Syria, a country scarred by decades of violent repression, erupted into civil war in mid-2011. Students were tortured for anti-government sentiments and live ammunition was routinely fired into crowds of protesters. The Human Rights Watch revealed in July 2012 that the Syrian government maintained at least 27 torture centers. In time, an insurgency arose, resorting to militant means to overthrow the Assad government.
The US has been reluctant to intervene in Syria’s affairs, though the plea for help has grown stronger with each passing month. Despite the $515 million in humanitarian assistance delivered to the Syrian opposition, Congress has been pressuring the Obama administration to provide munitions (including missiles) and to declare of a no-fly zone. The most notable opposition derives from Republican Sen. McCain: “This is not only a humanitarian issue. It is a national security issue. If Iran succeeds in keeping Bashar al Assad in power, that will send a message throughout the Middle East of Iranian power.” In addition, Democratic Sen. Casey urges that even provision of heavy weaponry may not be enough support for the Syrian opposition.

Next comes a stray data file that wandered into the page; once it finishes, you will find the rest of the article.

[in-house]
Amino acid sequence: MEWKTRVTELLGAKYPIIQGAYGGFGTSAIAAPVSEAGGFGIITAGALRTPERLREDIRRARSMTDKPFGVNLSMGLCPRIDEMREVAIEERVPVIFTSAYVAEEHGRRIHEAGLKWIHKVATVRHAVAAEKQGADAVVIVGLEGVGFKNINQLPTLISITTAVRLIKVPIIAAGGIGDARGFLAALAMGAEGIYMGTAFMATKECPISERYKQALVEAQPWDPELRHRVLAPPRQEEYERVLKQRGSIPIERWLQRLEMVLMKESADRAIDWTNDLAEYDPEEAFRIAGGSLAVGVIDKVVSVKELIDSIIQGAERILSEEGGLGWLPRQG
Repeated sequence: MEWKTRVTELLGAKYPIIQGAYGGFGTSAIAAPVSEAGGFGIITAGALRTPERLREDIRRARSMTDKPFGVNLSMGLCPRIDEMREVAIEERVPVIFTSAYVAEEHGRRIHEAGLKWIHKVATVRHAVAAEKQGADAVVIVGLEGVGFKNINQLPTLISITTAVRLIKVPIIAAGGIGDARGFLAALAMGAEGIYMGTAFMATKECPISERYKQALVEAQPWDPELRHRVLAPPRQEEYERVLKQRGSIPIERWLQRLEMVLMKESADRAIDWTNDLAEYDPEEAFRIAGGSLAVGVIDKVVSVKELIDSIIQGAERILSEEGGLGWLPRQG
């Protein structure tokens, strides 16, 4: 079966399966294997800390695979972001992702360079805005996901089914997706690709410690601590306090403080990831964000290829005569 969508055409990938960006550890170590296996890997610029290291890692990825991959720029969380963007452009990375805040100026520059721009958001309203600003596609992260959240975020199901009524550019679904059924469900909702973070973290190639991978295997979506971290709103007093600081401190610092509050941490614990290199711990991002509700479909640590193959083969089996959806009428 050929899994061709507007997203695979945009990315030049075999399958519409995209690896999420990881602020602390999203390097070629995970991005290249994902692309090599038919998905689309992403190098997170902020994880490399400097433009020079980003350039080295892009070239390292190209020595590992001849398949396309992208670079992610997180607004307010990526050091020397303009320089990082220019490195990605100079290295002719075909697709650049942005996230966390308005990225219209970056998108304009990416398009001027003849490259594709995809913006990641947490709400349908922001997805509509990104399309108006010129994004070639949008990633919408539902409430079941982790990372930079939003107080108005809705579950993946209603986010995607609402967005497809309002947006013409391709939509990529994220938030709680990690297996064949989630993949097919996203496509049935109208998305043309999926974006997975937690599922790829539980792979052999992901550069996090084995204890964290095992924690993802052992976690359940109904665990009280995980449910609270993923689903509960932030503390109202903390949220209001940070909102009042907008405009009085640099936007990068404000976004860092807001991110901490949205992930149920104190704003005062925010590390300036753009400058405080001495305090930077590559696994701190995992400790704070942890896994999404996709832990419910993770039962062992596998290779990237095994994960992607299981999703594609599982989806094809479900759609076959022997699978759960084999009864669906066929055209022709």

On June 13, 2013, intelligence confirmed the use of chemical weapons by the Assad government on at least four occasions. The weapons have reportedly killed between 100 and 150 people. In response, President Obama announced that the Assad regime had crossed the “red line” the US had drawn and authorized direct military aid to rebel forces. The White House Deputy National Security Adviser for Strategic Communications stated, “The President has said that the use of chemical weapons would change his calculus, and it has.”
So begins a new chapter in the Syrian civil war: Hope. A chapter the U.S. will help write.
Chelsea Perdue, Research Fellow
Center for Policy and Research